Kent, my wife and I have been playing Wordle for about a week now. It’s a hoot. Word power!!!
Catalina: I did learn Freight Train in standard tuning but use 12-54 gauge strings which can make the pull offs and other flourishes difficult, especially for a geezer with some gnarled fingers. If I had a guitar I could dedicate to open tuning I’d try it that way, but I don’t. Only have one acoustic, which I keep in standard tuning. As you know, changing tunings frequently can make it difficult to keep a guitar in tune and wears out the strings. Alternate tunings are fun though.
Hi Catalina. Great poem by Levertov. I’ve got a large volume of hers on my poetry shelves, 1968-1972. She mentions a tangerine; John Baird oranges in general (doesn’t ‘binge’ and ‘hinge’ and ‘tinge’ rhyme with ‘orange’?); I’m going with clementines in tomorrow’s 5MP (#200,”Notes on the Origins of Oranges”, for dbd) – not least because it rhymes with ‘mine’ – the pronoun, not the verb.
Hi, Kent Peterson.
Two weeks ago I hadn’t heard of Wordle. Suddenly, it’s everywhere…I wouldn’t say it’s harmless, though. A student of mine introduced me to it and after doing just the first word (TIGER) I realised that it could become a huge time suck. Not a waste of time, of course, but I can see myself doing it for hours, so I’m not going to do it at all. Too much to read, too much to write…Here’s a link to an interesting article called ‘How to win at Wordle using linguistic theory’ by David Shariatmadari. (The Guardian doesn’t have a paywall, so I think you’ll be able to open the link.)
W.G., One of the nice things about Wordle is that it only has one word per day. Once you’ve found the day’s word, you have to wait until the next day to play again.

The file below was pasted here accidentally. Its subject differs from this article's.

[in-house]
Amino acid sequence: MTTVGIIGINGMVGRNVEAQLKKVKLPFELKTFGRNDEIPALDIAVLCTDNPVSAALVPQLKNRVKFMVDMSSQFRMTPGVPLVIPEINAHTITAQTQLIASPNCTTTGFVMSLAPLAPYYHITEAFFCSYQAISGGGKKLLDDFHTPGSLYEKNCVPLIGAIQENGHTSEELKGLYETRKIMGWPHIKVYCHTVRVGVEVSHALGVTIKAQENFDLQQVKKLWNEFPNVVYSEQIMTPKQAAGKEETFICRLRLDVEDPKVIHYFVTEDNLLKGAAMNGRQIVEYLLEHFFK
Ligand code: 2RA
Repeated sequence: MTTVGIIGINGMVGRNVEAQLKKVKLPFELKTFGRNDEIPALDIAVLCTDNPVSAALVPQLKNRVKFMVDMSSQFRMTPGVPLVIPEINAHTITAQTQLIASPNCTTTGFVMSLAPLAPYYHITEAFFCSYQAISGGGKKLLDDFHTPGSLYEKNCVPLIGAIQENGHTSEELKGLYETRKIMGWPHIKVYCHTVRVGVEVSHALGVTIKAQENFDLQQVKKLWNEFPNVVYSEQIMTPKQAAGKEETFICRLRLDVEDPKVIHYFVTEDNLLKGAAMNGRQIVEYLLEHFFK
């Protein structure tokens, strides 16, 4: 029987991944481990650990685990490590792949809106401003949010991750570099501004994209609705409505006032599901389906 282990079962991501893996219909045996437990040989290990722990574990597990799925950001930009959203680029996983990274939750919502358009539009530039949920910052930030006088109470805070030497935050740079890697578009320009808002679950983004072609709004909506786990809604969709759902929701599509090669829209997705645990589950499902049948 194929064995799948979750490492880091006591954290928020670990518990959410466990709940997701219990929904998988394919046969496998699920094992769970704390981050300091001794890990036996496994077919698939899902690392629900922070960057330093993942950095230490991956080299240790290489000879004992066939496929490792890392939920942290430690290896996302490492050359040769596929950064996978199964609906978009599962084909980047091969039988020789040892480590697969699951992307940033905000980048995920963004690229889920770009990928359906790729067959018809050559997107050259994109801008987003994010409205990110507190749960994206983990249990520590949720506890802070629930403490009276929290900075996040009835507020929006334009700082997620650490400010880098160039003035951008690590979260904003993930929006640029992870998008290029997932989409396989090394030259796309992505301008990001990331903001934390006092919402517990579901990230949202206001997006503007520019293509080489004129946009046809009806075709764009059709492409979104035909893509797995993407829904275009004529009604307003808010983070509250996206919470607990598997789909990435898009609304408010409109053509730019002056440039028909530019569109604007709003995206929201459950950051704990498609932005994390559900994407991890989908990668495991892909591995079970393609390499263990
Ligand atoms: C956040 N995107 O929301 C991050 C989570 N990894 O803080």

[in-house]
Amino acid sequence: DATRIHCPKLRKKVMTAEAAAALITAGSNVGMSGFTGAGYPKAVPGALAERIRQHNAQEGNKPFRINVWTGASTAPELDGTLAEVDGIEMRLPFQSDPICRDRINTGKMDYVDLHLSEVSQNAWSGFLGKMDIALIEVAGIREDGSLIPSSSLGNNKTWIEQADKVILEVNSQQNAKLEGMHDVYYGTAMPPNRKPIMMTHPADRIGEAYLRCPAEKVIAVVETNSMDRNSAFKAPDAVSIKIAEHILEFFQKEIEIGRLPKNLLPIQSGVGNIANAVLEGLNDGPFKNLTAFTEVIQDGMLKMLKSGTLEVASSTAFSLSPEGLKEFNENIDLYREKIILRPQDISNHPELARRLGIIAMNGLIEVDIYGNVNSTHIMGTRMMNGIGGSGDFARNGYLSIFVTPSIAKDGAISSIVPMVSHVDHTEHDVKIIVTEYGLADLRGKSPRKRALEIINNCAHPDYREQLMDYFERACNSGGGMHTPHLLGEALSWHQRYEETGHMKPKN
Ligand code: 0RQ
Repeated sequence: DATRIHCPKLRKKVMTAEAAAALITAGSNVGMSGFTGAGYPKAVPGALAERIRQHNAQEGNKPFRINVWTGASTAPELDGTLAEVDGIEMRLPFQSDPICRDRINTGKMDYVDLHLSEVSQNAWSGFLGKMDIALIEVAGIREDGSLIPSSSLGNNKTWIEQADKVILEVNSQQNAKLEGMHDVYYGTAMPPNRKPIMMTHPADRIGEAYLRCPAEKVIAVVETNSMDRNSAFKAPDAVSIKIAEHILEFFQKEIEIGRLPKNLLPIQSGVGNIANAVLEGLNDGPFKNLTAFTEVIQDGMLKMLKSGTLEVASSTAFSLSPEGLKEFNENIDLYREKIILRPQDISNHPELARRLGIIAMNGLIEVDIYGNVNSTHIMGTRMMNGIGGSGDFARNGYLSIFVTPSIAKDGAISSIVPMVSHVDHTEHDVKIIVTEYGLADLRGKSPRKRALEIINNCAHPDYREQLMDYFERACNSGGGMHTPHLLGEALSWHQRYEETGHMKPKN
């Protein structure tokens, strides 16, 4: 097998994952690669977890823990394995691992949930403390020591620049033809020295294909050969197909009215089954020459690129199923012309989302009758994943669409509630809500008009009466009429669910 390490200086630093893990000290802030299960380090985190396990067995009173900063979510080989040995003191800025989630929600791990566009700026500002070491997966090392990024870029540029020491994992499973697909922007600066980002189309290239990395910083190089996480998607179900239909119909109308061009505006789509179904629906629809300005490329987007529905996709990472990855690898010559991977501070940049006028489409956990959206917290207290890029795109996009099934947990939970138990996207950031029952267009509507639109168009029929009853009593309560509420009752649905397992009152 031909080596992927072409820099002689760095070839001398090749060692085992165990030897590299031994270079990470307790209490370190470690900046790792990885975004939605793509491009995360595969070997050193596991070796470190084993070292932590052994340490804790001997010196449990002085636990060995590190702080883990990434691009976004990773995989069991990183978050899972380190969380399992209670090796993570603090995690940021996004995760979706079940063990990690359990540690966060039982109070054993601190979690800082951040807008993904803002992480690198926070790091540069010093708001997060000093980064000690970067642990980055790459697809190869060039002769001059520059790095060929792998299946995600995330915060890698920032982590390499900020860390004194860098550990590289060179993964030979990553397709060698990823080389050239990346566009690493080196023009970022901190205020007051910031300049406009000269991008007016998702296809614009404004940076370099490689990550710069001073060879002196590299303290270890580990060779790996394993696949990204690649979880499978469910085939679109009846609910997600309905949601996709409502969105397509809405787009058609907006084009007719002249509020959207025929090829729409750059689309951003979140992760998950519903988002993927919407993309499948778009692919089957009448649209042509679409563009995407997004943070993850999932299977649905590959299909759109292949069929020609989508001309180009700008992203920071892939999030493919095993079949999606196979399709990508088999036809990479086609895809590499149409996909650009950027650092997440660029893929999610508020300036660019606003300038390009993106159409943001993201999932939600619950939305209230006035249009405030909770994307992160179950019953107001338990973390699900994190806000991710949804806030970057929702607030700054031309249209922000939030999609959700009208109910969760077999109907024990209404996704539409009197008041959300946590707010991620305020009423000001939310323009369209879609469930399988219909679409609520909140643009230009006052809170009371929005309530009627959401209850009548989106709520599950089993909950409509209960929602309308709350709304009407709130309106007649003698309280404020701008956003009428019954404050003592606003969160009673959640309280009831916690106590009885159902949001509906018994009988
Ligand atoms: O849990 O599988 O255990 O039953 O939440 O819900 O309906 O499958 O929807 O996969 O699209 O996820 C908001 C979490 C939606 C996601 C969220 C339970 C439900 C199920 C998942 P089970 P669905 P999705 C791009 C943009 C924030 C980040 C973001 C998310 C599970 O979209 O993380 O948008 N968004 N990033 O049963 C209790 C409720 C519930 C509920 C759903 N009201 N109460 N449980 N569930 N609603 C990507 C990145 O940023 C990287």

I’ve now enhanced my Wordle solving assistant to incorporate the green, gold, and gray letter clues so it pretty much takes damn near all the challenge out of it. So, to keep things fun, I won’t be using it!
And now that I’ve done this, I could pretty easily write my own Wordle clone (for my own use) with unlimited plays. But that would open the door to massive time wasting, so I’ll focus my Python programming in other directions.
Yes, typewriters have distinct aromas. The H3k if in good condition has a neat machine shop light oil smell. One that has been left out of the case most of its life looses most of that aroma. Olympia typewriters have a slightly less machine shop aroma. Then the stored in a damp cellar mildew smell of many non cared for portables.
catalina, thanks for referencing the interview with rita felski: i look forward to reading it. thanks, too, for the amazing levertov poem, which i may now include in the mining praise series.
leo, what? a 5MP for dbd? baited breath, mine baited breath.
Baited bated breath, mine.
Kent, I’m liking the new artesanal rustic stamps you carved out. Skyriter. W.G., I think I am caught up with “Caroline Says”. You have not doubled back to the hospital yet right? dbd, I have a few more words on Jack Gilbert’s poem in my next OTP post.
Hi, Catalina: Mr Lawrence has been to the hospital to see Jennifer on the last page (155) posted: “Lawrence had phone calls to make. He had to arrange a kidnapping. Two, in fact.” But I’m going to stay away from the hospital for several pages to deal with some other characters, past and present. Thanks for the interest!
Kent, Im playing wordle each morning too. I love playing it one time and not going down the time-suck rabbit hole that I have experienced in the past with word games. 1 each Wordle, Spelling Bee, and Mini crossword, along with morning coffee and I’m good to go! I didn’t realize you carved you stamps. That’s cool.
@Rose, thank you. I learn something every day. I hope you end up seeing this comment.